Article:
4. Book your test date early
    The GRE General test is done on a computer due to the adaptive difficulty and is readily available, but it needs to be proctored, which can lead to scheduling difficulties. Test centers have hours of operation and may not be open every day of the year. The available time slots also fill up quickly because of the popularity of the exam and amount of graduate school applicants, especially on weekends as many test takers have very full schedules during the week. Of course, it is possible to schedule your exam date a few days in advance, but it is not recommended to rely on this as it can throw off your whole application timeline if there are unforeseen circumstances or simply no more available slots. Booking the date months in advance not only gives you the security of knowing when you will take the test, but also helps structure the preparation time you have. Visit to familiarize yourself with the registration process and find an opportune time to schedule!

  5. Figure out when the opportune time to start would be
    Graduate program application deadlines differ depending on the program. Some run on rolling admission allowing students to submit applications on a monthly basis, but most have 4 separate deadlines for the spring, summer, fall or winter terms. It can be comforting to know that there are more chances to apply if you have that kind of wiggle room. This could also allow you to adjust your GRE preparation schedule if things for some reason are not going according to plan. Skipping a deadline is always an option as ensuring you are properly prepared for your exam is a critical factor for your applications. If you give yourself a buffer, then you have the ability to be flexible with your preparation and put in more time to improve before submitting. It is perfectly fine if you are limited to a tighter range, but it is important to start early and allow yourself ample time to get everything ready when it comes to preparing both mentally and physically for the GRE.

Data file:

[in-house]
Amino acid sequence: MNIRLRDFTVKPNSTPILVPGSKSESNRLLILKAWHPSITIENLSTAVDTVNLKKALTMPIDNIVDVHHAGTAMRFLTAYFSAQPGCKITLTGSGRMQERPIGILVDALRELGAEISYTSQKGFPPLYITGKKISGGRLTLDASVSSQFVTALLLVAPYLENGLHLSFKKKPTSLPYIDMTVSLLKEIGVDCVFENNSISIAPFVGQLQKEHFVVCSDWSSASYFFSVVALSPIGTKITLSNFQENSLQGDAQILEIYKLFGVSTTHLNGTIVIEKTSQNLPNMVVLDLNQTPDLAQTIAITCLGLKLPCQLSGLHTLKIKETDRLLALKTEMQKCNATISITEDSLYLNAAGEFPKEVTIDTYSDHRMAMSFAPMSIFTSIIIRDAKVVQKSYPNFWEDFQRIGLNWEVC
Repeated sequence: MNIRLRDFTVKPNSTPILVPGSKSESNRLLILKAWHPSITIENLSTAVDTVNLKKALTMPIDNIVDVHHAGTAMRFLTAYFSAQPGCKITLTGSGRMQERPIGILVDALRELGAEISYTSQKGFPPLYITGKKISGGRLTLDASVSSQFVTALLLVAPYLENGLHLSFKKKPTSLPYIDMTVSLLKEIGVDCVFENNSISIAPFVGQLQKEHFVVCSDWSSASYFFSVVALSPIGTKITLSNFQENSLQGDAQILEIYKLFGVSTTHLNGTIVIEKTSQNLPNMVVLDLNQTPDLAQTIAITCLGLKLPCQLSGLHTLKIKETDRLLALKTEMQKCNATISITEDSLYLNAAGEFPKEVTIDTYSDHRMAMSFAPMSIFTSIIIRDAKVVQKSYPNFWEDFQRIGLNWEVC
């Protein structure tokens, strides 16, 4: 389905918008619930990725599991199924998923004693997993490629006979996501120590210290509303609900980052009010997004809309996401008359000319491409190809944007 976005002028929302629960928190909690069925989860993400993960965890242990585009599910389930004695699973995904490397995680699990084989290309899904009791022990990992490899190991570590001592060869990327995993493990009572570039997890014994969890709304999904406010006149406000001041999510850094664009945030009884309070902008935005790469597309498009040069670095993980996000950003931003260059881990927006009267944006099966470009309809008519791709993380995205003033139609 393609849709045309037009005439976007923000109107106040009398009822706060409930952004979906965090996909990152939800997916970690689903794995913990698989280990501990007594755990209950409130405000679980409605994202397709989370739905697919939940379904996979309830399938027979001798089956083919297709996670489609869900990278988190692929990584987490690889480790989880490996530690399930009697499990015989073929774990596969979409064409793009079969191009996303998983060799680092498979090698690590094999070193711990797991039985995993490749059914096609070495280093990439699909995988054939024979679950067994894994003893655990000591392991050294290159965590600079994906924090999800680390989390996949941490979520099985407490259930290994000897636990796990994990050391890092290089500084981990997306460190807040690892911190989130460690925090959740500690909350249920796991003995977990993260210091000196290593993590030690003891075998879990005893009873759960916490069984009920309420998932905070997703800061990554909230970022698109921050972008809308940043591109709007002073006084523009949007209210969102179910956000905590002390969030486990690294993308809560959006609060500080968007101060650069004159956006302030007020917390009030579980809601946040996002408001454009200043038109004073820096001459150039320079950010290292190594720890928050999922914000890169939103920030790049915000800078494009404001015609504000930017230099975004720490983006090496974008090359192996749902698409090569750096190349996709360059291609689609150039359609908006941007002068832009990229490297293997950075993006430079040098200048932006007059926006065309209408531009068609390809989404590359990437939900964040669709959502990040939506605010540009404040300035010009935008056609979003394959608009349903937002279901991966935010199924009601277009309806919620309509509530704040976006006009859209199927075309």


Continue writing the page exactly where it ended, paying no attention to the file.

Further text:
6. Leave yourself time for a second attempt
    It is very common for students to attempt the GRE multiple times. Some students use the first sitting as a trial run to see how things go and how they react to the stressful environment. There is no downside to leaving yourself a buffer. If you do not leave yourself with sufficient time to put in the extra practice for the retake could lead to attaining the same result or potentially a lower score. You are allowed to take the GRE every 21 days and 5 times per year (365 days, not calendar year). We do not recommend taking the GRE again after 21 days as the time window is far too short to put in the proper preparation on the areas of weakness. Your official GRE score will not be available until 10-15 days after taking the exam so that would actually leave you with even less that 21 days if you want to retake it as soon as possible. Make the responsible decision and plan your time wisely in order to allow for your schedule to accommodate a retake with sufficient prep time.

A final decision needs to be met as to when you want to schedule your GRE. There are many factors to keep in mind, with application deadlines being the most important, but don’t forget about the other more personal considerations that should have a large impact on your decision. Learn your study habits to check if you need to clear up several months or find a more tightly packed timeline in order to maintain motivation and retention. Put time and effort into critically thinking about the impact the GRE will have on your future endeavors to ensure you are both ready and willing to partake on this rigorous journey.

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Finding the Right Time to Take the GRE


Deciding when to take an exam can be a difficult process for something with as much importance behind it as the GRE. Since the GRE is so widely accepted and offered year-round, there are a plethora of options available. This article aims to offer advice on optimal timings to sit for the GRE that will give you a competitive edge.